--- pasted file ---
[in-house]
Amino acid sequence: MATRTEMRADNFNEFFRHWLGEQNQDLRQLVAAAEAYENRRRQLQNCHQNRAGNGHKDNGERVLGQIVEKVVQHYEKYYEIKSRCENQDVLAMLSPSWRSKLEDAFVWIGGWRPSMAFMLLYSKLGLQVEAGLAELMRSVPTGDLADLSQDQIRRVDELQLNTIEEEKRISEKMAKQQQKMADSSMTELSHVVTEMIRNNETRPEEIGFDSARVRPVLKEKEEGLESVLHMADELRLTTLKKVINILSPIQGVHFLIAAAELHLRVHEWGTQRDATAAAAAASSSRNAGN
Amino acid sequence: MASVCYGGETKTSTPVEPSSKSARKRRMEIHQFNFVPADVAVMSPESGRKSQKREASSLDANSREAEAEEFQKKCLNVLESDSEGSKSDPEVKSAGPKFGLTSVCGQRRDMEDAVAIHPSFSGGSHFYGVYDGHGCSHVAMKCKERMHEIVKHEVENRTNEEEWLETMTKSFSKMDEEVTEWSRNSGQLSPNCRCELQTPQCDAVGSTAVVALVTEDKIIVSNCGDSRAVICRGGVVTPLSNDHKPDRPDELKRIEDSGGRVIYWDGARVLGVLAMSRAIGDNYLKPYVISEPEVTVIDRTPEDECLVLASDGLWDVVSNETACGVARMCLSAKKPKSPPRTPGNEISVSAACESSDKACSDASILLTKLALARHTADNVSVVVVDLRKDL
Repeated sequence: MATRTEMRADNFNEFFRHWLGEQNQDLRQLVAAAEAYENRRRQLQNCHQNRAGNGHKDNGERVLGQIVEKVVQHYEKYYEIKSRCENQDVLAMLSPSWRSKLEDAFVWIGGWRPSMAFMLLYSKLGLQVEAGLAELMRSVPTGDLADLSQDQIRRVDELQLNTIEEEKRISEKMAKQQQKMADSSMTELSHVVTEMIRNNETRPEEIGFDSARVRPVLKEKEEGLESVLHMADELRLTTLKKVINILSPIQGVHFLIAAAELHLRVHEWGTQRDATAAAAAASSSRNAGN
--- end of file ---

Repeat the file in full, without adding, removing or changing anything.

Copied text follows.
[in-house]
Amino acid sequence: MATRTEMRADNFNEFFRHWLGEQNQDLRQLVAAAEAYENRRRQLQNCHQNRAGNGHKDNGERVLGQIVEKVVQHYEKYYEIKSRCENQDVLAMLSPSWRSKLEDAFVWIGGWRPSMAFMLLYSKLGLQVEAGLAELMRSVPTGDLADLSQDQIRRVDELQLNTIEEEKRISEKMAKQQQKMADSSMTELSHVVTEMIRNNETRPEEIGFDSARVRPVLKEKEEGLESVLHMADELRLTTLKKVINILSPIQGVHFLIAAAELHLRVHEWGTQRDATAAAAAASSSRNAGN
Amino acid sequence: MASVCYGGETKTSTPVEPSSKSARKRRMEIHQFNFVPADVAVMSPESGRKSQKREASSLDANSREAEAEEFQKKCLNVLESDSEGSKSDPEVKSAGPKFGLTSVCGQRRDMEDAVAIHPSFSGGSHFYGVYDGHGCSHVAMKCKERMHEIVKHEVENRTNEEEWLETMTKSFSKMDEEVTEWSRNSGQLSPNCRCELQTPQCDAVGSTAVVALVTEDKIIVSNCGDSRAVICRGGVVTPLSNDHKPDRPDELKRIEDSGGRVIYWDGARVLGVLAMSRAIGDNYLKPYVISEPEVTVIDRTPEDECLVLASDGLWDVVSNETACGVARMCLSAKKPKSPPRTPGNEISVSAACESSDKACSDASILLTKLALARHTADNVSVVVVDLRKDL
Repeated sequence: MATRTEMRADNFNEFFRHWLGEQNQDLRQLVAAAEAYENRRRQLQNCHQNRAGNGHKDNGERVLGQIVEKVVQHYEKYYEIKSRCENQDVLAMLSPSWRSKLEDAFVWIGGWRPSMAFMLLYSKLGLQVEAGLAELMRSVPTGDLADLSQDQIRRVDELQLNTIEEEKRISEKMAKQQQKMADSSMTELSHVVTEMIRNNETRPEEIGFDSARVRPVLKEKEEGLESVLHMADELRLTTLKKVINILSPIQGVHFLIAAAELHLRVHEWGTQRDATAAAAAASSSRNAGN